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It's nice to call it R & R, but in reality I was simply too busy to start writing this article till almost a week after all the system tweaking and testing.

After I'd written much of the above, something about the whole build was bugging me. Why didn't the system do better? Surely, with three 120mm case fans, top notch coolers on both the CPU and the GPU, and all those vents everywhere, the system in this Corsair Air 240 could do better!? Why were those fans so ineffective?

It was while discussing these questions that Larry Lee, longtime SPCR lab worker and reviewer, noticed the plastic mesh dust filter lying on my desk. I'd pulled it off the side panel of the Rosewill W1-S case, a move that increased the airflow to the ASUS Strix GTX 980 card in our first Mini-ITX Gaming Build and dropped the noise level to just 13/20 dBA idle/load. The sight of this filter naturally led to the question, if removing that filter was productive, how about the dust filters in the Corsair Air 240?

Aside from the magnetic perforated film dust filter on the PSU side, I had not considered the dust filters on the fan locations in this case, which are all on the panels covering the other compartment where the motherboard, CPU and VGA are housed. I'd noted that they were there but not thought much beyond that. They are not meant to be removed. How much airflow do they impede? Suddenly this seemed a very worthwhile question.

I stopped writing and went back to investigative mode. A couple of hours later, I had some interesting answers.


Higher priced computer cases started to sport dust filters over intake vents about a decade ago. The idea was simple enough: Keep dust from accumulating on the fans and cooling fins to maintain good cooling. This was particularly important in systems where the fans run at high speed constantly; a description which applies to a lot of systems back in those days. The fast spinning fans naturally suck up a lot of dust and deposit them all over the case, especially on heatsinks fins and fan blades. Of course, the dust filters themselves get choked up and if they're not regularly cleaned, the end result is perhaps even worse than no filter: No airflow.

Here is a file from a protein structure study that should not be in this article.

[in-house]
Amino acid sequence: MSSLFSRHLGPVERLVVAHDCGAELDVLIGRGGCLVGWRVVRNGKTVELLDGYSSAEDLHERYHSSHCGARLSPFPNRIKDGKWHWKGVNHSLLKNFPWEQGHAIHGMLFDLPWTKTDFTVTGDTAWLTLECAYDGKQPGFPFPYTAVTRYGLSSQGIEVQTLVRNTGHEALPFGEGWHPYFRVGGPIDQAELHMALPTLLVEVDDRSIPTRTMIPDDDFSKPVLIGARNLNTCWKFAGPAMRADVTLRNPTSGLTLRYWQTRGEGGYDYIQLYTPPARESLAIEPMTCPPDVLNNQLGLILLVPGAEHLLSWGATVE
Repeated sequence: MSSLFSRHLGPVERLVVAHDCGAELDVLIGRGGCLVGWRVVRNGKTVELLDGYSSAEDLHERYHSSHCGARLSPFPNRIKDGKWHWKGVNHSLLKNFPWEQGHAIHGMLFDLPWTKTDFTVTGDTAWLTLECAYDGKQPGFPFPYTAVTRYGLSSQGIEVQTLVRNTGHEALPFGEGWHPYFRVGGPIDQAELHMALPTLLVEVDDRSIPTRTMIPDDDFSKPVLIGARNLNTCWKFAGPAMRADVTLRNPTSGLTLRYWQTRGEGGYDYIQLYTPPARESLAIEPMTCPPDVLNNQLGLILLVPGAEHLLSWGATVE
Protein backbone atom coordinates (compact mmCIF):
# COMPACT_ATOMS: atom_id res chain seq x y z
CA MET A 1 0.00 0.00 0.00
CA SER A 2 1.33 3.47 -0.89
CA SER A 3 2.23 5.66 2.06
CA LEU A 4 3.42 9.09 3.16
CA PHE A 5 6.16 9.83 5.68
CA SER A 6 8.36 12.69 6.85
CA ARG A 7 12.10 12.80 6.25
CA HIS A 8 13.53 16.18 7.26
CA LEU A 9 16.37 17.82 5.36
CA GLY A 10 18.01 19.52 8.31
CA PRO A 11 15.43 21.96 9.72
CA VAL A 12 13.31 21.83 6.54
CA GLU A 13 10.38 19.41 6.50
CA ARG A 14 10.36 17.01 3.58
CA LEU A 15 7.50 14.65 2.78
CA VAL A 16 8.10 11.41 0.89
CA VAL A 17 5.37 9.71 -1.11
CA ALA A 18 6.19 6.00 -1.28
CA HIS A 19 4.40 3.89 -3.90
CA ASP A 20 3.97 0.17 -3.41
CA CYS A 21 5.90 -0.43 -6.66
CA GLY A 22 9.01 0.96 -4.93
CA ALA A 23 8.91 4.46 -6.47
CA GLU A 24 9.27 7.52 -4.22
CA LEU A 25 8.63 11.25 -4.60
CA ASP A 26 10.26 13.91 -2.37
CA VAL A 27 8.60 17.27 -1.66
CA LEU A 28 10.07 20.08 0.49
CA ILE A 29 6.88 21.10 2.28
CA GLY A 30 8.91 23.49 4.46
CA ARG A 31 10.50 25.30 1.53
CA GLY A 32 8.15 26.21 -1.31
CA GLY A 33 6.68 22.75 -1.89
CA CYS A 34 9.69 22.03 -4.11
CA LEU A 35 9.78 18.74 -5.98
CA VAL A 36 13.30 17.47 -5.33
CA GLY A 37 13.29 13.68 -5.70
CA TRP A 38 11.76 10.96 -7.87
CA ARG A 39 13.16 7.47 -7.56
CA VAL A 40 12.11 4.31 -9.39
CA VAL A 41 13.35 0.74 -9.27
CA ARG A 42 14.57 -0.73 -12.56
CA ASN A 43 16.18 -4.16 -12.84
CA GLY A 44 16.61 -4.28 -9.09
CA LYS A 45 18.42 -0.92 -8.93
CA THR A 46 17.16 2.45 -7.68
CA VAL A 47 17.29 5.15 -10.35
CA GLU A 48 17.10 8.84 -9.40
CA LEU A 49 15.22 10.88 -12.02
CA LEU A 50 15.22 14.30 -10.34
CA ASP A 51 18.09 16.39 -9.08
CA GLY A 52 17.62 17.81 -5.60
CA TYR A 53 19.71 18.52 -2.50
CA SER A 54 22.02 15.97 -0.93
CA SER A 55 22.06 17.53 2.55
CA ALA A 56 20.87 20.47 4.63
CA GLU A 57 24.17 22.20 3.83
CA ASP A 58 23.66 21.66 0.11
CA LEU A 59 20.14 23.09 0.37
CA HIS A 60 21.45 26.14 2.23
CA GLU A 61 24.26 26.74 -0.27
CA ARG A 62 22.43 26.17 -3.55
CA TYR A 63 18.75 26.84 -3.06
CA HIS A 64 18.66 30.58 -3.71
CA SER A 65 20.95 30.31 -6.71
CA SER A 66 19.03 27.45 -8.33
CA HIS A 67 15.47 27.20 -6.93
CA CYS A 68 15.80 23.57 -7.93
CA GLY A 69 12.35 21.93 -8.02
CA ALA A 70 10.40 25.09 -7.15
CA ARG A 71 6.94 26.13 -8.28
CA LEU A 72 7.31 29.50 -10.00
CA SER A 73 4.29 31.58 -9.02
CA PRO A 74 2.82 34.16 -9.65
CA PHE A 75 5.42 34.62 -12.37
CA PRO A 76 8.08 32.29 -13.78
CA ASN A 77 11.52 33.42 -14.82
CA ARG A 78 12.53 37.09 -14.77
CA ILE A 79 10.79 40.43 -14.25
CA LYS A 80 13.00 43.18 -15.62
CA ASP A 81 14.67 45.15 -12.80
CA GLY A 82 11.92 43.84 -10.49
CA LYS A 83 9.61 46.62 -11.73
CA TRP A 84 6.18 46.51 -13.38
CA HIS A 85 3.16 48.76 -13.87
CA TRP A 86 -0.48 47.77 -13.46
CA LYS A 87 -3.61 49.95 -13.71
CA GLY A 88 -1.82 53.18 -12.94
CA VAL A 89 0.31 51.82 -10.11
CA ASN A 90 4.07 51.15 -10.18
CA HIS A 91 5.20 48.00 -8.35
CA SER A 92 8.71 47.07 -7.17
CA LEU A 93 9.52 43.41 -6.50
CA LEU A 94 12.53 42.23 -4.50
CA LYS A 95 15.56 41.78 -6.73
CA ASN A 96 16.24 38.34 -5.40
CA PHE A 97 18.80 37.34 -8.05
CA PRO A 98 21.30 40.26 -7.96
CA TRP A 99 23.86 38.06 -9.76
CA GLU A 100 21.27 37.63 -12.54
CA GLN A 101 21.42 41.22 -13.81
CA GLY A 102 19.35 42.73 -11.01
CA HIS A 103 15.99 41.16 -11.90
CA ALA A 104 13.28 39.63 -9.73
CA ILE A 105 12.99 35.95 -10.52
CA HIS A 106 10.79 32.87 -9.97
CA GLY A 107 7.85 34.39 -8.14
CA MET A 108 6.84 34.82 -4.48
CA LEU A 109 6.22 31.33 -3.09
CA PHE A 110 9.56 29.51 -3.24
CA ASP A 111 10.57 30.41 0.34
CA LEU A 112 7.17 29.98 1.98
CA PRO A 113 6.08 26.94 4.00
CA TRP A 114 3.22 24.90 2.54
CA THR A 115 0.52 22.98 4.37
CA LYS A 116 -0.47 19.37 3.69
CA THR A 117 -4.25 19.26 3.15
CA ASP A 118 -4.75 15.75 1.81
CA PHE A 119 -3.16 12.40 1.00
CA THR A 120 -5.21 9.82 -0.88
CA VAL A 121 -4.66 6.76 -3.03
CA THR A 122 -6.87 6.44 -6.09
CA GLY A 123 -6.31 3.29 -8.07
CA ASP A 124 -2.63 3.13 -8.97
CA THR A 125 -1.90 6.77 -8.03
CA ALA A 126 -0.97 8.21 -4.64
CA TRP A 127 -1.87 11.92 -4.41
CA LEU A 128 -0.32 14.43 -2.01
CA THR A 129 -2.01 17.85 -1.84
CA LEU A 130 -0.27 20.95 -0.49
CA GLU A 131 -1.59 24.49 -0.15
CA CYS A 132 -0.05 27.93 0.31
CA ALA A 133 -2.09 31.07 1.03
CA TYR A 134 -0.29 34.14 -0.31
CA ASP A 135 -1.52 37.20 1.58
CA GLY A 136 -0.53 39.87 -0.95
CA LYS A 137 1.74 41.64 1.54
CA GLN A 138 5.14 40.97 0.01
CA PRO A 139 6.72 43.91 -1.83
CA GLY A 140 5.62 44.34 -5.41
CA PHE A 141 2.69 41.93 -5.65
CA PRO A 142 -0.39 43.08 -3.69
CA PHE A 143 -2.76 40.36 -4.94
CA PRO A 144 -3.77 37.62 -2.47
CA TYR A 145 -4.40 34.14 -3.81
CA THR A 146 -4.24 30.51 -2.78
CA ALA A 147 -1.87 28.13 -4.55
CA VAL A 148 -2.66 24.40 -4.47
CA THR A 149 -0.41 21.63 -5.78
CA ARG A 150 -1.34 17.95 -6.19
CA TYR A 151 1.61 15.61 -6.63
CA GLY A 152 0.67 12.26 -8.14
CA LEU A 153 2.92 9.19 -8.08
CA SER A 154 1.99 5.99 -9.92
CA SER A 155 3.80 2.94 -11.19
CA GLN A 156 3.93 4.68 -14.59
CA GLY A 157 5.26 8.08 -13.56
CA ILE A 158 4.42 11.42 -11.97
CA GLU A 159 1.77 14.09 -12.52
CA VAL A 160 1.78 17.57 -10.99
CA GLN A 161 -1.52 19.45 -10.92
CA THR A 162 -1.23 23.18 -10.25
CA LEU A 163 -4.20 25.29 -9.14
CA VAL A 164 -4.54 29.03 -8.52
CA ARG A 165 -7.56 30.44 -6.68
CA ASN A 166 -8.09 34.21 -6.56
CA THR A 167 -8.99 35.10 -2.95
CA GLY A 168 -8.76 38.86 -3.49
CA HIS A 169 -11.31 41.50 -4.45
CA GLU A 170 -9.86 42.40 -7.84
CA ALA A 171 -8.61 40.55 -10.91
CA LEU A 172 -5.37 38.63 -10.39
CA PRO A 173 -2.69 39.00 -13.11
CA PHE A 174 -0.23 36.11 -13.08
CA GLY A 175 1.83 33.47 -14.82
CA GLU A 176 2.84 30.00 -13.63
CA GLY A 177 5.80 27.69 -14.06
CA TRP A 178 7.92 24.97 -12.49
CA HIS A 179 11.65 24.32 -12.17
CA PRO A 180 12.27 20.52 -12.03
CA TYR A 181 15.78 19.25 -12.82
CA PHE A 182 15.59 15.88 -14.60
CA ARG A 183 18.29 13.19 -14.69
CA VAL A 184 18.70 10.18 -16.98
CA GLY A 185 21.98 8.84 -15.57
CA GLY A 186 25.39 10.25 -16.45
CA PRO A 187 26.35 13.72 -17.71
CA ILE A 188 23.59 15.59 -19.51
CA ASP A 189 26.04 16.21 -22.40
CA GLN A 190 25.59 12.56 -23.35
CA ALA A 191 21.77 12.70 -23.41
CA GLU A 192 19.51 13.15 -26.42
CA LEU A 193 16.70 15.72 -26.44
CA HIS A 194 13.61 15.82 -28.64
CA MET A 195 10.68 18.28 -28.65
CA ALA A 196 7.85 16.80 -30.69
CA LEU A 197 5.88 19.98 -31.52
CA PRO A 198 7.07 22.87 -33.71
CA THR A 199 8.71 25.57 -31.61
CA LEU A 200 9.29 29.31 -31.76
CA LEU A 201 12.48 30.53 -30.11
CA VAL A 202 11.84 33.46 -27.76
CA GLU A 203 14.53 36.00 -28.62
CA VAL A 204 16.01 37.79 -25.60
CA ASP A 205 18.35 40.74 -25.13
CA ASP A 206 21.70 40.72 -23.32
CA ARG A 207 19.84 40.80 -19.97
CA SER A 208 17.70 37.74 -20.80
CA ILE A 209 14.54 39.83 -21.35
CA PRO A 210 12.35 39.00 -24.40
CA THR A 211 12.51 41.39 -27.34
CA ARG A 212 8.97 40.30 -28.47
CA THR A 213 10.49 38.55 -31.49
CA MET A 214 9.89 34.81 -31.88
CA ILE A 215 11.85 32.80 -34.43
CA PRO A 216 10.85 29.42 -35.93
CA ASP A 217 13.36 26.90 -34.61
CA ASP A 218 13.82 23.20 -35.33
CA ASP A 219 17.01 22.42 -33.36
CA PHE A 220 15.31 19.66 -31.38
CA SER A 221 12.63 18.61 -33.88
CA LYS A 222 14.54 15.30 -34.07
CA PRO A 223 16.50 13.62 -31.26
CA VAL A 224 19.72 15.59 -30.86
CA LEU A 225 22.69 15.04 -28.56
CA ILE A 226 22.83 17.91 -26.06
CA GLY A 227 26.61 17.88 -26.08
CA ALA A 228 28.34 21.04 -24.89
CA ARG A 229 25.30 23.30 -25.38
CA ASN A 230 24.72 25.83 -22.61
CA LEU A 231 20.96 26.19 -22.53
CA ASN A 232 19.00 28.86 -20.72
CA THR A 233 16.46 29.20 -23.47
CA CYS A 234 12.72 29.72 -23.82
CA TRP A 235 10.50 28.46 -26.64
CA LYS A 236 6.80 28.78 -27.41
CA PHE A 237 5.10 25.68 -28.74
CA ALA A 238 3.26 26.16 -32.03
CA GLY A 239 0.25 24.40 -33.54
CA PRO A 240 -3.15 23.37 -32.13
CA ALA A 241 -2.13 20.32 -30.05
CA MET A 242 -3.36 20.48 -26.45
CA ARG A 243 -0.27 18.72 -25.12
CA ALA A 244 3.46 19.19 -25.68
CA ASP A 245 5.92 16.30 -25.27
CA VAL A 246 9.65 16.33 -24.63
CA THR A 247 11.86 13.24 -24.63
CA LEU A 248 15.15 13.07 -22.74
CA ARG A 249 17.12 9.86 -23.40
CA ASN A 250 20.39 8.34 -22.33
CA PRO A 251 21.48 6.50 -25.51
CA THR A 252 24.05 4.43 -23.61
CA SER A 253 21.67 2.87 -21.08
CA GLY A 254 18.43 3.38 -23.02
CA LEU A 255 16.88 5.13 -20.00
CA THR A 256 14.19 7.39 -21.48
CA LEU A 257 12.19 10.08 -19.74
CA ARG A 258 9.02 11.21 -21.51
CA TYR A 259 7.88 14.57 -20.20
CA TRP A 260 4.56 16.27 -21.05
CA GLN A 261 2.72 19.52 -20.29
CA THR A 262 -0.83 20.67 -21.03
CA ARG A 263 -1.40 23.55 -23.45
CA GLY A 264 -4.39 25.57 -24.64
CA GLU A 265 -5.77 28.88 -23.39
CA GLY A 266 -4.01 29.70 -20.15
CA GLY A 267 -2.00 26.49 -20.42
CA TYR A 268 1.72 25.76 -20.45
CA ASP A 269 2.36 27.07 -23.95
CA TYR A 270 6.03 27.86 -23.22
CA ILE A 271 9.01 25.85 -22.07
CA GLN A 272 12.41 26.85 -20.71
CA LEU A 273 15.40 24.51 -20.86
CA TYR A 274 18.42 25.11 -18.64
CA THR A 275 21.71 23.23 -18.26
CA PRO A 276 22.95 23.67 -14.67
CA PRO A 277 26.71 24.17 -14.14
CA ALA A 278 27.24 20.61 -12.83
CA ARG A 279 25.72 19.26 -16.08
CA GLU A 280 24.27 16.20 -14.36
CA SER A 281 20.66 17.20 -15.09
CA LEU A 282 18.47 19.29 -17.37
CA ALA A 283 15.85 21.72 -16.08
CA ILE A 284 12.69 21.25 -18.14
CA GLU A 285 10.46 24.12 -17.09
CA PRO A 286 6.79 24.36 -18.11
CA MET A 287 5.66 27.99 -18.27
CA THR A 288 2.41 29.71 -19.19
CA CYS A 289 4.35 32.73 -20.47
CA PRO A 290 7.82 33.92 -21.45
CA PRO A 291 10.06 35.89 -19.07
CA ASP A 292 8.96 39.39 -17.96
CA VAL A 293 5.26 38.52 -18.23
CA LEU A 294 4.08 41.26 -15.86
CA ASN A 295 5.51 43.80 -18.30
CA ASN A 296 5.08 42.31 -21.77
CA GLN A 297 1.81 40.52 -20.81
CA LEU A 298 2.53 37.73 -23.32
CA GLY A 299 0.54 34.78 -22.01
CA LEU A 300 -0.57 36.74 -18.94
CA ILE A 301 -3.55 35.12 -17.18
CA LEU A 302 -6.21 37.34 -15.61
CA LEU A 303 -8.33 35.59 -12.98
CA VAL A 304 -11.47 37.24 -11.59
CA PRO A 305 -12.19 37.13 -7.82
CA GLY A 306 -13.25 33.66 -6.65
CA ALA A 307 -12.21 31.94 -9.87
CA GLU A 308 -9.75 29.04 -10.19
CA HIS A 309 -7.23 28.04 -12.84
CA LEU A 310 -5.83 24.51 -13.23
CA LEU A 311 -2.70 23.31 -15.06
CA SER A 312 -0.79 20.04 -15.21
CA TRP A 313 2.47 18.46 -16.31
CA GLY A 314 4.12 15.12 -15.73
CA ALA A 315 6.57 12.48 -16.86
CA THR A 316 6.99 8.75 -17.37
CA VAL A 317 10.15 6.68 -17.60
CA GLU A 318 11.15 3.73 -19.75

Today, almost every aftermarket case is fitted with dust filters, often regardless of whether the vent is meant for intake or exhaust. This is pertinent: You don't need a dust filter on an exhaust fan; that just impedes airflow for no good reason. Dust filters on the best cases now are easily accessible so they can be readily and frequently cleaned. It looks mostly like progress.

But dust filters, like protective fan grills, exact a price on airflow. Just how much depends on the exact design of the filter, and whether this matters depends on how important that lost airflow might be. In our Rosewill W1-S Gaming PC, removing that side vent dust filter stopped the GPU from reaching the 90°C point where its fans go berserk. (True of all GTX 970s and 980s, AFAIK.) So the airflow lost to the that filter was pretty important.

I took a close look at the Corsair Air 240 filters. First, the removeable magnetic sheet on the PSU side.

You might recall this photo from many pages back: I thought it was the cat's meow. Looking more closely...

...I'm not so sure. The perforations look pretty small compared to the amount of plastic around them.

The dust filters for the left compartment of the Corsair Carbide Air 240 are integrated into the plastic frames that are the front, top and bottom panels. A row of thick plastic columns are on the outside, followed by a perforated metal sheet with 3 mm hexagonal holes surrounded by 1mm of material. The final layer is the dust filter, and it is exactly the same material as the magnetic filter on the PSU vent.

The Air 240 vent grills, viewed from the inside. There are multiple perimeter tabs that keep the plastic dust filter material in place. (Click pic to see large version.)

From left: Air 240 top panel with filter removed; the removed Air 240 filter; the filter from Rosewill W1-S case; stock Air 240 bottom panel. (Click pic to see large version.)

The second photo above is instructive. The top and bottom panels of the Air 240 are identical. You can see the white (OK, off-white; it's old & beat up) of the vinyl tile floor through the top panel without the dust filter. You can't see the floor at all through the stock bottom panel on the far right. The difference between the Corsair and the Rosewill filters in the center is self-evident as well.

I would guess that the Corsair Air 240 dust filters block at least 50% of the light.

What about airflow? :) It so happens that SPCR Labs is equipped to test this scientifically.

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